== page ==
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SA Launches HIV Vaccine Trial
Historical Vaccine Trial Underway In South Africa.
Last Updated: 01 December 2016
In breaking news, it was announced today, on World Aids Day, that South Africa is making history by launching a trial of the only vaccine in the world proven to offer some protection against HIV. The new vaccine against HIV, if successful, could put the disease to bed.
The trial known as HVTN702, intends to have 5 400 people sign up at 15 trial sites countrywide. The HIV vaccine is a modified version of a Thai vaccine that presented 31% protection to participants and it is the only vaccine that has had any effect on HIV to date. Researchers have been working for seven years to assess the vaccine in a country with a high HIV rate, to find out if it is strong enough to hold out.
South Africa has the highest profile HIV epidemic in the world, with an estimated 7-million people living with HIV in 2015. UNAIDS – leading advocate for global action against HIV/Aids - estimates that 330 000 new infections occurred in South Africa last year, mainly in females.
The HVTN 702 study is expected to establish whether a trial vaccine treatment safely prevents HIV infections among South African adults.
The task team heading the project is headed up by Dr Glenda Gray, the Protocol Chair of the HVTN702 study. Dr Gray, an Aids activist, is amongst the local and international HIV researchers hoping for the best results. The President of the South African Medical Research Council, Dr Gray, is not only involved in the HVTN 702 vaccine trial, but also the Antibody Mediated Prevention study – both of which is currently underway.
Image Credit: Tamir Leshem
Co-chairing the protocol are Linda-Gail Bekker, Fatima Laher and Mookho Malahleha. Dr Bekker is the deputy director of the Desmond Tutu HIV Centre at the University of Cape Town and Chief operating officer of the Desmond Tutu HIV Foundation in Cape Town. Dr Laher is the deputy director of the Perinatal HIV Research Unit at Chris Hani Baragwanath Hospital whilst Dr Malahlela is the deputy director of Setshaba Research Centre in Sashanguve, South Africa.HVTN100 and HVTN702 forms part of a larger HIV vaccine research endeavor led by the Pox Protein Public-Private Partnership, or P5. P5 members include NIAID, the Bill and Melinda Gates Foundation, the South African Medical Research Council, HVTN, Sanofi Pasteur, GSK and the U.S Military HIV Research Programme.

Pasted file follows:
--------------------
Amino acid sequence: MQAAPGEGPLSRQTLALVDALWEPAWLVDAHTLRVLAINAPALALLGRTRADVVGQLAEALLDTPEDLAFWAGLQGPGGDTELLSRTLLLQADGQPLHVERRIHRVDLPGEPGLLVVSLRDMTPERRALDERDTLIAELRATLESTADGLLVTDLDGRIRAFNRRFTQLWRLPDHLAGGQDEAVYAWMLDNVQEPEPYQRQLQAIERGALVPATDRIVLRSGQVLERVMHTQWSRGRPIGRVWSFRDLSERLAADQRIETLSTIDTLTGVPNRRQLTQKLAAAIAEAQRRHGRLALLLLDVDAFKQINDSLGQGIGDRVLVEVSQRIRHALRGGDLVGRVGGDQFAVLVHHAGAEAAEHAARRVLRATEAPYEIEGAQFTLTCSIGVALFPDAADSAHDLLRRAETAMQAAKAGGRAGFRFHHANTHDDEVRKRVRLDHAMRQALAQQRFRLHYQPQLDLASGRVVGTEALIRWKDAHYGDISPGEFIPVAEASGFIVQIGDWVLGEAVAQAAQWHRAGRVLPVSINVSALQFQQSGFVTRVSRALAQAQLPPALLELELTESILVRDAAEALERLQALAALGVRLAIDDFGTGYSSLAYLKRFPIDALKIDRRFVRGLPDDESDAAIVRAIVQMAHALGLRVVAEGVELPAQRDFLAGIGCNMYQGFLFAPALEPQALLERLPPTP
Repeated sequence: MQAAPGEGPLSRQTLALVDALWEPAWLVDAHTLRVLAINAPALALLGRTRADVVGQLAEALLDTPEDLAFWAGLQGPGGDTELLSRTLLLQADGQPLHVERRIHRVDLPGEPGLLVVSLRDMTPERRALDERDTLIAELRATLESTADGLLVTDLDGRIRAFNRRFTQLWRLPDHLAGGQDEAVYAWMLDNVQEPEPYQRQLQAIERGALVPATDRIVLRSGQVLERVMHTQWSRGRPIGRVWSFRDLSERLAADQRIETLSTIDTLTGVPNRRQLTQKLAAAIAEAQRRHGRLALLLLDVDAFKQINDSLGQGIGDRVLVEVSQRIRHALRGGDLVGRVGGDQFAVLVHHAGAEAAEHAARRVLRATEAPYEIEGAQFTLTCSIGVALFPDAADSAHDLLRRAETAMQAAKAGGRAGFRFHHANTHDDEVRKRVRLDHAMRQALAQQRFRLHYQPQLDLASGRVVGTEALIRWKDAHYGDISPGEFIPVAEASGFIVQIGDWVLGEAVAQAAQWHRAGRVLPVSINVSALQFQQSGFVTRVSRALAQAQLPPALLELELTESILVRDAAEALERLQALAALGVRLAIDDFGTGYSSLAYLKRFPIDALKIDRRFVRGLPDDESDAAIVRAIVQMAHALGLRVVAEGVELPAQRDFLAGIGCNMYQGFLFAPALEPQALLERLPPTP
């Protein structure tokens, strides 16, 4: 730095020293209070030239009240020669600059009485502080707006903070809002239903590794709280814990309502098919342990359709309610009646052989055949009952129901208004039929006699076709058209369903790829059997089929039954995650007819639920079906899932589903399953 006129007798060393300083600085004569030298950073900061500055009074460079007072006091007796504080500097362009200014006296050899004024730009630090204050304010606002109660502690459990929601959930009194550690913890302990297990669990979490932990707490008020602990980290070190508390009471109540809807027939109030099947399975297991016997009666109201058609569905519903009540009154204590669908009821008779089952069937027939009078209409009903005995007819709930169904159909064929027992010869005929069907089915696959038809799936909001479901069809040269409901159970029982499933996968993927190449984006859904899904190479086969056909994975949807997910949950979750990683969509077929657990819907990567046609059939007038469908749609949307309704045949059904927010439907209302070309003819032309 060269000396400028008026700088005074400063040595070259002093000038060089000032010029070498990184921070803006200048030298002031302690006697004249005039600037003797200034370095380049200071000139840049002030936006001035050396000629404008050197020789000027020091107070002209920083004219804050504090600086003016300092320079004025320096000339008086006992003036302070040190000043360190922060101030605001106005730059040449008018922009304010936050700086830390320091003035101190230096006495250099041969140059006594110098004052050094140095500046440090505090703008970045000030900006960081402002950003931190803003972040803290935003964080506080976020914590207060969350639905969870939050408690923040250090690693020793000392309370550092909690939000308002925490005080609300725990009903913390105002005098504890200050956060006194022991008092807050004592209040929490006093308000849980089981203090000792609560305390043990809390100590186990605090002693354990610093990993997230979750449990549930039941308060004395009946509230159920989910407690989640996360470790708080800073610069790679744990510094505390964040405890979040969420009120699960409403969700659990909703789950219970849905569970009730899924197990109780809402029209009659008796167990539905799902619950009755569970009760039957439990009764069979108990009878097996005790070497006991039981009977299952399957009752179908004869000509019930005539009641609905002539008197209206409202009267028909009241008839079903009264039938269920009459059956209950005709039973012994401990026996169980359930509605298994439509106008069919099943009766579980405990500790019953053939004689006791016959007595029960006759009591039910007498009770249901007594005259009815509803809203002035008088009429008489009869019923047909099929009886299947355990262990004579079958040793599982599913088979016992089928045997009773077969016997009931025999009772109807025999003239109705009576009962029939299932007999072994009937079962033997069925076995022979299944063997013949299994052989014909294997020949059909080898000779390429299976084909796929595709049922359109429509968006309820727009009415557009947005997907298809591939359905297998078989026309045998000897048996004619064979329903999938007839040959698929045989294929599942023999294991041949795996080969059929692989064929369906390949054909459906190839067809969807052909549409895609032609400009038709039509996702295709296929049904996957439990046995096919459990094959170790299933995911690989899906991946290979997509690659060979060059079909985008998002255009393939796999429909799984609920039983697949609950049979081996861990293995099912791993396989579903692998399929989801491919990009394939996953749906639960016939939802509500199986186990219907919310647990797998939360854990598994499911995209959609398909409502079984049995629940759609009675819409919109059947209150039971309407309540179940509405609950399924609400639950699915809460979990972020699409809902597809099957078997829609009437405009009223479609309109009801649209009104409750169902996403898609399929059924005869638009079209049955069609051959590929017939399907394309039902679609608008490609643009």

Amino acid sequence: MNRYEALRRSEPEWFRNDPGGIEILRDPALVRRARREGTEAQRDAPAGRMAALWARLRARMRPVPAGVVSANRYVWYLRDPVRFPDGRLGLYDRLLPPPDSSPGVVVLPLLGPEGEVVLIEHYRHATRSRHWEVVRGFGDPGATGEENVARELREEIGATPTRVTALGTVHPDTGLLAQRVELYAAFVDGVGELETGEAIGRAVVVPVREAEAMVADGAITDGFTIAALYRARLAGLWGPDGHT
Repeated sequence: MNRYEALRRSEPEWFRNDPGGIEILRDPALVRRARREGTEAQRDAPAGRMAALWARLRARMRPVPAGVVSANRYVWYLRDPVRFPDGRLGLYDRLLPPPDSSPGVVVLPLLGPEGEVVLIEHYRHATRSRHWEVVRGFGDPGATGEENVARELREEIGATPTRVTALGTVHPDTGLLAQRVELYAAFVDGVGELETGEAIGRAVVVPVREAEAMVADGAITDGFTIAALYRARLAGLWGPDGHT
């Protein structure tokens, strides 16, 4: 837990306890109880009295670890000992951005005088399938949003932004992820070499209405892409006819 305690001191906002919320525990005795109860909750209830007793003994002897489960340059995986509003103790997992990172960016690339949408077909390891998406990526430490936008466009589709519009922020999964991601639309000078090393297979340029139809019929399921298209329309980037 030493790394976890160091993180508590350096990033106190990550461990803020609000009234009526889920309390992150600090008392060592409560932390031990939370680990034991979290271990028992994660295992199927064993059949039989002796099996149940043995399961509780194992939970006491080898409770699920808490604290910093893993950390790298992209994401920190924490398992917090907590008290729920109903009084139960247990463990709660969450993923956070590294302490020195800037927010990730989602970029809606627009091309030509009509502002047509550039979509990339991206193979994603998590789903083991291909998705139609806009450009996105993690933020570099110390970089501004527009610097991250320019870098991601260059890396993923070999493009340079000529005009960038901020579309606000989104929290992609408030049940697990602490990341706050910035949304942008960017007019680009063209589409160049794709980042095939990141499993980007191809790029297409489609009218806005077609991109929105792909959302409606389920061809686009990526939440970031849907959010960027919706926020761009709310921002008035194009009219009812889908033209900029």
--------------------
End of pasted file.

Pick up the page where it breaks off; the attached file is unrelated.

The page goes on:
HOW THE TRIAL WILL WORK
Half of the participants will be vaccinated and the other half will get a placebo, but neither the scientists nor the participants will know who is getting the vaccine. Those being vaccinated will have to receive the injection five times during the first 12-months and will have to follow up with doctors for at least two years after that.Their progress will be documented throughout the process.
According to Doctor Danielle Crida, principal investigator at the Emavendleni Clinical Research Centre in Cape Town, results are only expected in 2021.
By Garth Prins
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